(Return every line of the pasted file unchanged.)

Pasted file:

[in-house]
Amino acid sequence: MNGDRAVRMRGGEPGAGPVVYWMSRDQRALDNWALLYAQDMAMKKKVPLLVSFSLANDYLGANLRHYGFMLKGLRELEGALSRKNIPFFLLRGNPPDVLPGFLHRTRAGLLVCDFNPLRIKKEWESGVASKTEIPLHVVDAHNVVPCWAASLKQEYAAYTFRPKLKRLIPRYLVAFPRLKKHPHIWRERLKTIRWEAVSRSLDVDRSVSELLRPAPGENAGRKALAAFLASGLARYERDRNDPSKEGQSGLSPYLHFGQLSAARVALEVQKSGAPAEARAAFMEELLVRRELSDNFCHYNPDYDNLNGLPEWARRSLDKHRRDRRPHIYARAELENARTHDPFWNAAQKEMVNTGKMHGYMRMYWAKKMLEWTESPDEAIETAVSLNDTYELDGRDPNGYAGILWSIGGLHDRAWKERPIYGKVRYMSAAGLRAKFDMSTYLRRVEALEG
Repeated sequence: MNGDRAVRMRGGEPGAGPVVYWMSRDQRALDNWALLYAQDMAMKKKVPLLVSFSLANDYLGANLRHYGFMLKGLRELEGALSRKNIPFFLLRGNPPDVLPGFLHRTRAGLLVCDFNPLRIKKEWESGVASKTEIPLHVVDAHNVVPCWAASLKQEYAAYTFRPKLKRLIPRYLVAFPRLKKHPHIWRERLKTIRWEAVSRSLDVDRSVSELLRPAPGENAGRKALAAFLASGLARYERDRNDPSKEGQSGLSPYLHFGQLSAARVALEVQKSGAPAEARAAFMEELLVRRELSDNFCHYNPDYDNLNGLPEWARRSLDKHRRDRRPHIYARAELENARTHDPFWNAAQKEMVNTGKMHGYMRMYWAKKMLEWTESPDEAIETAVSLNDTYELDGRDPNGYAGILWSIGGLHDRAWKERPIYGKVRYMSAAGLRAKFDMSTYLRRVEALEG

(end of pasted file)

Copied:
[in-house]
Amino acid sequence: MNGDRAVRMRGGEPGAGPVVYWMSRDQRALDNWALLYAQDMAMKKKVPLLVSFSLANDYLGANLRHYGFMLKGLRELEGALSRKNIPFFLLRGNPPDVLPGFLHRTRAGLLVCDFNPLRIKKEWESGVASKTEIPLHVVDAHNVVPCWAASLKQEYAAYTFRPKLKRLIPRYLVAFPRLKKHPHIWRERLKTIRWEAVSRSLDVDRSVSELLRPAPGENAGRKALAAFLASGLARYERDRNDPSKEGQSGLSPYLHFGQLSAARVALEVQKSGAPAEARAAFMEELLVRRELSDNFCHYNPDYDNLNGLPEWARRSLDKHRRDRRPHIYARAELENARTHDPFWNAAQKEMVNTGKMHGYMRMYWAKKMLEWTESPDEAIETAVSLNDTYELDGRDPNGYAGILWSIGGLHDRAWKERPIYGKVRYMSAAGLRAKFDMSTYLRRVEALEG
Repeated sequence: MNGDRAVRMRGGEPGAGPVVYWMSRDQRALDNWALLYAQDMAMKKKVPLLVSFSLANDYLGANLRHYGFMLKGLRELEGALSRKNIPFFLLRGNPPDVLPGFLHRTRAGLLVCDFNPLRIKKEWESGVASKTEIPLHVVDAHNVVPCWAASLKQEYAAYTFRPKLKRLIPRYLVAFPRLKKHPHIWRERLKTIRWEAVSRSLDVDRSVSELLRPAPGENAGRKALAAFLASGLARYERDRNDPSKEGQSGLSPYLHFGQLSAARVALEVQKSGAPAEARAAFMEELLVRRELSDNFCHYNPDYDNLNGLPEWARRSLDKHRRDRRPHIYARAELENARTHDPFWNAAQKEMVNTGKMHGYMRMYWAKKMLEWTESPDEAIETAVSLNDTYELDGRDPNGYAGILWSIGGLHDRAWKERPIYGKVRYMSAAGLRAKFDMSTYLRRVEALEG